The four division leaders in the NFC stand at nine wins or better after Week 13. Each looks like a near lock to come away with their division in four weeks’ time, but home field advantage is still up for grabs.

That leaves for a good deal of healthy debate over which of the four — the Eagles, Saints, Rams and Vikings — is actually the class of the NFC at the moment. Diving deep into the PFF grades and advanced stats for each, let’s go through the position groups to find a true favorite.

Quarterback – Saints

If the hype surrounding Carson Wentz this season hadn’t gotten so out of hand as the Eagles sat atop the NFC East, there would be little argument here. Drew Brees is still firmly in the elite class of NFL quarterbacks. He bests Wentz in almost every conceivable statistic, except touchdown passes. Sunday night’s game against the Seahawks showed firmly that Wentz’s accuracy can still be a major issue. Brees leads the league in adjusted completion percentage at 80.2 while Wentz’s 70.4 figure is only good enough for 25th among starters. Brees also gets the nod in PFF’s grading system, albeit barely (85.8 vs. 85.7). While Case Keenum has been incredible at avoiding sacks – his 6.2 percent sack conversion rate is among the best we’ve ever seen – and Jared Goff has taken a massive step forward in Year 2, both are a comfortable notch below in PFF grading.

Weapons – Rams

If this was purely wide receivers, the Vikings’ Adam Thielen (86.5 overall grade) and Stefon Diggs (83.0) would take the cake. If it were solely running backs, the Saints’ Alvin Kamara (90.1) and Mark Ingram (75.7) would run away with it. At tight end, Zach Ertz (80.5) has been easily the most dynamic of the four teams. When looking at all three positions in totality though, the Rams have the fewest holes, legitimately sending five dynamic weapons onto the field every single play.

The additions of Sammy Watkins (78.4), Cooper Kupp (78.1) and Robert Woods (80.3) give Los Angeles three receivers grading out among the top 32 – the only such team in the NFL that can boast that. Add to that the resurgent Todd Gurley out of the backfield and the Rams take this one.

Offensive Line – Saints

With a healthy Jason Peters, the Eagles might have the best offensive line in the NFL. The difference between Peters and his replacement (Halapoulivaati Vaitai), though, has been night and day. Big V has already allowed 12 combined sacks and hits on Wentz. The Saints’ offensive line on the other hand boasts the second-best pass-blocking efficiency in the NFL and has paved the way for the league’s most efficient rushing offense.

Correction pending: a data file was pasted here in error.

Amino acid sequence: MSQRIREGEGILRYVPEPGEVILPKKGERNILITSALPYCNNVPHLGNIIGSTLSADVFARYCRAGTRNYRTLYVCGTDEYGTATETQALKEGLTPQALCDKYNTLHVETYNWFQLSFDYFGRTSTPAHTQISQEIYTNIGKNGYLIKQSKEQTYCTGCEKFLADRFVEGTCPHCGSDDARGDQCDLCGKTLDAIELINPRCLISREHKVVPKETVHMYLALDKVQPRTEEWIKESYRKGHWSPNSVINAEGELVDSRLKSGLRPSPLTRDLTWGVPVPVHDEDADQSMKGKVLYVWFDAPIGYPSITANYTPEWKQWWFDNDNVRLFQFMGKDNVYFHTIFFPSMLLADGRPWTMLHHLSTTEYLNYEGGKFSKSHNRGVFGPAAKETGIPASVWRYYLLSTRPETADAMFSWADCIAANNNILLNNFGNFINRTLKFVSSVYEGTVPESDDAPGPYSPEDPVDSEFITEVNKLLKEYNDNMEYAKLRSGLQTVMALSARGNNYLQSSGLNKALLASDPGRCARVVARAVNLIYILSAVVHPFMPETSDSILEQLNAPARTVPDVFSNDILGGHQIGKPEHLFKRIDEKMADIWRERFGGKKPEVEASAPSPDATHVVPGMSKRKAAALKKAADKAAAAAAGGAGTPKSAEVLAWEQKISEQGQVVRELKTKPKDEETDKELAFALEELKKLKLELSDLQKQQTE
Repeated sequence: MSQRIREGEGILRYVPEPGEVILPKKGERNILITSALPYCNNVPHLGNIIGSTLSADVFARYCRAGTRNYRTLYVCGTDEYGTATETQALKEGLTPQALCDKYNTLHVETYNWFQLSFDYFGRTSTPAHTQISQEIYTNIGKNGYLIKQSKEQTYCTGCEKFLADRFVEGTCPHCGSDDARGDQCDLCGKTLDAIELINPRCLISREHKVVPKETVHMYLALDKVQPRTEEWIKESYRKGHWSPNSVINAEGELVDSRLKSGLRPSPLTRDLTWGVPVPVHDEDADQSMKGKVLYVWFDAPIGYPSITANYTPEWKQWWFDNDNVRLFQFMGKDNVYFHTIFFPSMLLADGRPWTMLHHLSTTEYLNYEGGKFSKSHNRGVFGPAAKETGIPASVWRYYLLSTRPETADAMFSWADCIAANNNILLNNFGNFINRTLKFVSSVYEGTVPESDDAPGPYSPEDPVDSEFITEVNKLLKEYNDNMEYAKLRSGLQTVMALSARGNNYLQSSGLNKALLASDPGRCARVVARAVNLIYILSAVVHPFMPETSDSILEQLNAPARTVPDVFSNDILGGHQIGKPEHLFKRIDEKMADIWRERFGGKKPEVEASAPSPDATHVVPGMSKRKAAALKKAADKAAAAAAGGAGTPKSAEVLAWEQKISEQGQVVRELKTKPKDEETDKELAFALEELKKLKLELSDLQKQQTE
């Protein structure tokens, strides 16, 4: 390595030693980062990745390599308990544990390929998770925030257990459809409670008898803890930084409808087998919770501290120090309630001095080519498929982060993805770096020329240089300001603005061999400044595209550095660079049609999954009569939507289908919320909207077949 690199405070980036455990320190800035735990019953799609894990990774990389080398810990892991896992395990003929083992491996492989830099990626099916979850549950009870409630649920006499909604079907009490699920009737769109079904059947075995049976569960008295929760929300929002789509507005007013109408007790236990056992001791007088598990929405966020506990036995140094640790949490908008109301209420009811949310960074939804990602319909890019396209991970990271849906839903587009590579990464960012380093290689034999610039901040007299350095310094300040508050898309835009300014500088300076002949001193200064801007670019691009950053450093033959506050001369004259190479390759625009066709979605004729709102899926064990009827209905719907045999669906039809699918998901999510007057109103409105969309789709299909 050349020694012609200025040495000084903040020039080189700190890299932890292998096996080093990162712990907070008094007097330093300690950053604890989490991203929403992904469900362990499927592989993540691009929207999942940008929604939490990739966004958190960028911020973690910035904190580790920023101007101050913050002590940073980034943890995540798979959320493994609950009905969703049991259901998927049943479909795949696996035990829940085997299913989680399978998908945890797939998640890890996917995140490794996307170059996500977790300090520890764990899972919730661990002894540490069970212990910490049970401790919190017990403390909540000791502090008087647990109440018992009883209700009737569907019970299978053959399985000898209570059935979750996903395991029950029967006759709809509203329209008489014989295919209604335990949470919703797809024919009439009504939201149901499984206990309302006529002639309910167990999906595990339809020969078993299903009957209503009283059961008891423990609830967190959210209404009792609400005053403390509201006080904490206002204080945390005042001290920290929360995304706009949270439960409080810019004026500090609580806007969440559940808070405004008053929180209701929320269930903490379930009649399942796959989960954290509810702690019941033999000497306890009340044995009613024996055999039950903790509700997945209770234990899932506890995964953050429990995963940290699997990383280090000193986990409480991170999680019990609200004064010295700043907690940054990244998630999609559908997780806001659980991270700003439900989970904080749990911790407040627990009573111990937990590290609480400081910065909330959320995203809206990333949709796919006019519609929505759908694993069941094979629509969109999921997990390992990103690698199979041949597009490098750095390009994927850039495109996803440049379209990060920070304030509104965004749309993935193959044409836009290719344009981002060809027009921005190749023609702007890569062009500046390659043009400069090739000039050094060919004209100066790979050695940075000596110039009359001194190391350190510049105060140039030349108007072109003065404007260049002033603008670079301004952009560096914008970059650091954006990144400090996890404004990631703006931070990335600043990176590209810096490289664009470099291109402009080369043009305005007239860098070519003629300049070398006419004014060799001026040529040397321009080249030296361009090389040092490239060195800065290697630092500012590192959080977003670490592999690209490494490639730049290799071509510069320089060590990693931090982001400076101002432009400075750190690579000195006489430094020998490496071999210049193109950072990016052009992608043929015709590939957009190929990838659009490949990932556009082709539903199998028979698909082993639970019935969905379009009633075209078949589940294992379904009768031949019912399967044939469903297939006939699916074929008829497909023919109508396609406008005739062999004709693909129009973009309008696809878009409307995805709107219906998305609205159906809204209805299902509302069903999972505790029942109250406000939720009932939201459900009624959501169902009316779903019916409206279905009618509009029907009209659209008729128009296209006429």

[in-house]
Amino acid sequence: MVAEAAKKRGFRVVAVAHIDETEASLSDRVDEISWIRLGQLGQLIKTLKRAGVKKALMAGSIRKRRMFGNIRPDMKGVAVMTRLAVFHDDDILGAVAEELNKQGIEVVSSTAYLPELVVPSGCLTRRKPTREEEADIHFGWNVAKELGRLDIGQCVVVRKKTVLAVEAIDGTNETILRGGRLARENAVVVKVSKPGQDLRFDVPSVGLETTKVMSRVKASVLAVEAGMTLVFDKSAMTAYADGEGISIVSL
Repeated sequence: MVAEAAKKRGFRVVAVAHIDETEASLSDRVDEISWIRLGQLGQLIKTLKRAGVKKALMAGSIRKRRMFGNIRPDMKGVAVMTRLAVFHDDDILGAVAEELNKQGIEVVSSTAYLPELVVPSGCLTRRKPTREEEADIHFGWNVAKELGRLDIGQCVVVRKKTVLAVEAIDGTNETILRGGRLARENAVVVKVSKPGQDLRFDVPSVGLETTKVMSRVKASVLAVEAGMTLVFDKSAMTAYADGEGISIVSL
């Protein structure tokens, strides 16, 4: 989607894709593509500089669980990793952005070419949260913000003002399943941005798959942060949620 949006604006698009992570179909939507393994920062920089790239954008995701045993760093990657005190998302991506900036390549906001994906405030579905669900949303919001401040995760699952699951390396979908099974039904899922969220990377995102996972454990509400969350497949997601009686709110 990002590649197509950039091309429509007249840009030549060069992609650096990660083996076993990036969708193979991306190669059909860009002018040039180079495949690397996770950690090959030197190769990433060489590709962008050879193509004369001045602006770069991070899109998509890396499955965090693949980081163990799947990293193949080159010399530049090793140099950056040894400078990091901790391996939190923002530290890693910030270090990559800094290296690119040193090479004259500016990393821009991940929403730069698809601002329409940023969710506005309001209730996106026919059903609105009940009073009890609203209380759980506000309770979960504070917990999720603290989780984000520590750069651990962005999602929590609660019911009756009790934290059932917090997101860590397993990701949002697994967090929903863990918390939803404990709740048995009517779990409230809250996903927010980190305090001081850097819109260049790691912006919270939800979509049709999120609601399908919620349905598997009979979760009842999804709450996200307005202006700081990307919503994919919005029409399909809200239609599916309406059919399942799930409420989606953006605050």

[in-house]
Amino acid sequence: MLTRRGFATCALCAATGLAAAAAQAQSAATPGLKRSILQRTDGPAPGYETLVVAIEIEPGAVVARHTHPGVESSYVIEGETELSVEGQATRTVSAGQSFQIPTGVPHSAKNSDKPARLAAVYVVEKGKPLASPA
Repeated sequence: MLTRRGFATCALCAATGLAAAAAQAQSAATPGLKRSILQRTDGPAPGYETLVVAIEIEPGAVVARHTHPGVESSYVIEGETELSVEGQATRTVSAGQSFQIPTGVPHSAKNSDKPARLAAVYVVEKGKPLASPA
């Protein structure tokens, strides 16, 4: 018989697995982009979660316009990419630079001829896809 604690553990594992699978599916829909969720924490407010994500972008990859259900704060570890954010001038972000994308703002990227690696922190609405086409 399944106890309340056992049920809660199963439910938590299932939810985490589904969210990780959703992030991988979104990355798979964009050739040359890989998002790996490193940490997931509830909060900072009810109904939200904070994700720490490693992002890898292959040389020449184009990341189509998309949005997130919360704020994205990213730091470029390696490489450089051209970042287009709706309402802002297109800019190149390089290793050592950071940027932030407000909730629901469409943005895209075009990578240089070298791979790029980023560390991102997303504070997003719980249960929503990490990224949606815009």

Front Seven – Eagles

This one is a fun debate. The Rams boast the highest-graded defensive tackle in Aaron Donald (97.5) while the Saints employ the NFL’s second-highest-graded edge rusher in Cameron Jordan (93.5), but the rest of their units have been lackluster. The Eagles and Vikings are much more well-rounded. It’s tough to beat the dominance of the Eagles’ front four, however. They are the league’s highest-graded defensive line by pass-rushing grade, and third-highest by run defense. They have a six-man rotation with every player grading at 77.0 or above. Brandon Graham and Vinny Curry are first and third among all edge defenders in run-stop percentage. Behind them, Nigel Bradham and Mychal Kendricks have both graded out at least above average on the season.

Secondary – Vikings

After the most debatable positional group in the front seven defenders, this one is the least up for debate. Harrison Smith is the league’s highest-graded safety and is allowing a passer rating of only 23.0 on his 33 targets. Xavier Rhodes and Terence Newman are the only starting duo among the four division leaders to both be allowing 1.0 yards per coverage snap or fewer on the season. The only other claim could come from New Orleans and the fact that Marshon Lattimore is far and away the highest-graded cornerback on these four teams, but there are far too many holes in the rest of the unit to argue.

Verdict – Saints

As winners in two of the five categories, the Saints come away as the victors. Maybe more importantly though, is that if each category was ranked from top to bottom, the Saints would only come away in last place for their front seven. Their weapons and secondary would likely both be ranked second at full strength. That’s a scary proposition for the rest of the NFC, especially if they have to travel to the Superdome come playoff time.

Mike Renner is a writer for Pro Football Focus and a contributor to The Washington Post’s NFL coverage.

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